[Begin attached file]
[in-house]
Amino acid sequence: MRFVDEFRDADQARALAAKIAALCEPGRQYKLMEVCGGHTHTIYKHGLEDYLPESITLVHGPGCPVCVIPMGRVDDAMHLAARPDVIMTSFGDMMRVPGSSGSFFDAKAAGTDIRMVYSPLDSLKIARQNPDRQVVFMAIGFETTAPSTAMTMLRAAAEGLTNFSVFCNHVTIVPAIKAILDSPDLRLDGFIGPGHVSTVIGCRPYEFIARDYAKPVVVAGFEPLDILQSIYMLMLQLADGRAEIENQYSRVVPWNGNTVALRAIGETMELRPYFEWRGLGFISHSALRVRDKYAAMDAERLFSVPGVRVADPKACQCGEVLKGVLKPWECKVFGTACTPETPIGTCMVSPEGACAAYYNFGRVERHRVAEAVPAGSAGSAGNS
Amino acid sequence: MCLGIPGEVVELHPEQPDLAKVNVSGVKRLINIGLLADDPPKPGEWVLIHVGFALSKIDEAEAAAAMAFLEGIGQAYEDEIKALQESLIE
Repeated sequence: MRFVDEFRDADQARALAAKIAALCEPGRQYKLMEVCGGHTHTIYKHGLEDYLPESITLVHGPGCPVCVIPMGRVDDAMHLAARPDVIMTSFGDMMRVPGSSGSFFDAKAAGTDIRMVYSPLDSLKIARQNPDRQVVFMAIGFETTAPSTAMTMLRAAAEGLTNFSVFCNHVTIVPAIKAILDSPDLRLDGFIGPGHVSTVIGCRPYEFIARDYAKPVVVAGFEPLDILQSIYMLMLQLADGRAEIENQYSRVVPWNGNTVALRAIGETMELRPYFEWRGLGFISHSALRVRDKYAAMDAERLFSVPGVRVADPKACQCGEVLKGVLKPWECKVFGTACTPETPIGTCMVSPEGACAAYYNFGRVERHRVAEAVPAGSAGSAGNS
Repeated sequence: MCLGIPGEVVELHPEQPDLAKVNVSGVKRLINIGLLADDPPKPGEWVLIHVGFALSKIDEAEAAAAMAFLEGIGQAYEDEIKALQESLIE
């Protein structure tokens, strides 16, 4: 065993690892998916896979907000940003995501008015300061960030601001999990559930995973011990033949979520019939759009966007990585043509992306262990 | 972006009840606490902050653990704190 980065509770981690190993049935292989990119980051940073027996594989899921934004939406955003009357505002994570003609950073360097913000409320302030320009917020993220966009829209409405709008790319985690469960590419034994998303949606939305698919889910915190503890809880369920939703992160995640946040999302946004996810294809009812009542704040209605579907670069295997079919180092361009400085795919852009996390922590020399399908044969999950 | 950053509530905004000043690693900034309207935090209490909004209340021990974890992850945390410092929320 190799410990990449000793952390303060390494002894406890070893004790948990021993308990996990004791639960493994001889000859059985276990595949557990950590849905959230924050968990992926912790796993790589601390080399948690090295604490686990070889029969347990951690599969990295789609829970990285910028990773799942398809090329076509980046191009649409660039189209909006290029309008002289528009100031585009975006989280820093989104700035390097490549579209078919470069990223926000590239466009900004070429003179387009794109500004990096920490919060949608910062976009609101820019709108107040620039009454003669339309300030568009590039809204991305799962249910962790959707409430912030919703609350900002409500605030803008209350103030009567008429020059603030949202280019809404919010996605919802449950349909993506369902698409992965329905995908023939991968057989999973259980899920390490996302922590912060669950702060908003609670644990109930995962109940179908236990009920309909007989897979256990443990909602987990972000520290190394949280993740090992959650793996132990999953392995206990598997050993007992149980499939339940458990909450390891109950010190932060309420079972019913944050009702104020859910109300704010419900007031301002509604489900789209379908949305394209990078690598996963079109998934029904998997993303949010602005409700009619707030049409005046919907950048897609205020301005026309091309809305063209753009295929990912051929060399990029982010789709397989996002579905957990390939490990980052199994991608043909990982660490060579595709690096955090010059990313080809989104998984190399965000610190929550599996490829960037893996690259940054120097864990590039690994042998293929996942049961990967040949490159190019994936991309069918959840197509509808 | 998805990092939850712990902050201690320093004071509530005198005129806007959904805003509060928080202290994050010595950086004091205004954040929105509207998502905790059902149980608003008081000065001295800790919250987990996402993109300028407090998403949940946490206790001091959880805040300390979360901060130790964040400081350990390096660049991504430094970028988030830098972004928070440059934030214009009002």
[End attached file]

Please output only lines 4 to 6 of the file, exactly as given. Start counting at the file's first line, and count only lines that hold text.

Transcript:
Repeated sequence: MRFVDEFRDADQARALAAKIAALCEPGRQYKLMEVCGGHTHTIYKHGLEDYLPESITLVHGPGCPVCVIPMGRVDDAMHLAARPDVIMTSFGDMMRVPGSSGSFFDAKAAGTDIRMVYSPLDSLKIARQNPDRQVVFMAIGFETTAPSTAMTMLRAAAEGLTNFSVFCNHVTIVPAIKAILDSPDLRLDGFIGPGHVSTVIGCRPYEFIARDYAKPVVVAGFEPLDILQSIYMLMLQLADGRAEIENQYSRVVPWNGNTVALRAIGETMELRPYFEWRGLGFISHSALRVRDKYAAMDAERLFSVPGVRVADPKACQCGEVLKGVLKPWECKVFGTACTPETPIGTCMVSPEGACAAYYNFGRVERHRVAEAVPAGSAGSAGNS
Repeated sequence: MCLGIPGEVVELHPEQPDLAKVNVSGVKRLINIGLLADDPPKPGEWVLIHVGFALSKIDEAEAAAAMAFLEGIGQAYEDEIKALQESLIE
């Protein structure tokens, strides 16, 4: 065993690892998916896979907000940003995501008015300061960030601001999990559930995973011990033949979520019939759009966007990585043509992306262990 | 972006009840606490902050653990704190 980065509770981690190993049935292989990119980051940073027996594989899921934004939406955003009357505002994570003609950073360097913000409320302030320009917020993220966009829209409405709008790319985690469960590419034994998303949606939305698919889910915190503890809880369920939703992160995640946040999302946004996810294809009812009542704040209605579907670069295997079919180092361009400085795919852009996390922590020399399908044969999950 | 950053509530905004000043690693900034309207935090209490909004209340021990974890992850945390410092929320 190799410990990449000793952390303060390494002894406890070893004790948990021993308990996990004791639960493994001889000859059985276990595949557990950590849905959230924050968990992926912790796993790589601390080399948690090295604490686990070889029969347990951690599969990295789609829970990285910028990773799942398809090329076509980046191009649409660039189209909006290029309008002289528009100031585009975006989280820093989104700035390097490549579209078919470069990223926000590239466009900004070429003179387009794109500004990096920490919060949608910062976009609101820019709108107040620039009454003669339309300030568009590039809204991305799962249910962790959707409430912030919703609350900002409500605030803008209350103030009567008429020059603030949202280019809404919010996605919802449950349909993506369902698409992965329905995908023939991968057989999973259980899920390490996302922590912060669950702060908003609670644990109930995962109940179908236990009920309909007989897979256990443990909602987990972000520290190394949280993740090992959650793996132990999953392995206990598997050993007992149980499939339940458990909450390891109950010190932060309420079972019913944050009702104020859910109300704010419900007031301002509604489900789209379908949305394209990078690598996963079109998934029904998997993303949010602005409700009619707030049409005046919907950048897609205020301005026309091309809305063209753009295929990912051929060399990029982010789709397989996002579905957990390939490990980052199994991608043909990982660490060579595709690096955090010059990313080809989104998984190399965000610190929550599996490829960037893996690259940054120097864990590039690994042998293929996942049961990967040949490159190019994936991309069918959840197509509808 | 998805990092939850712990902050201690320093004071509530005198005129806007959904805003509060928080202290994050010595950086004091205004954040929105509207998502905790059902149980608003008081000065001295800790919250987990996402993109300028407090998403949940946490206790001091959880805040300390979360901060130790964040400081350990390096660049991504430094970028988030830098972004928070440059934030214009009002």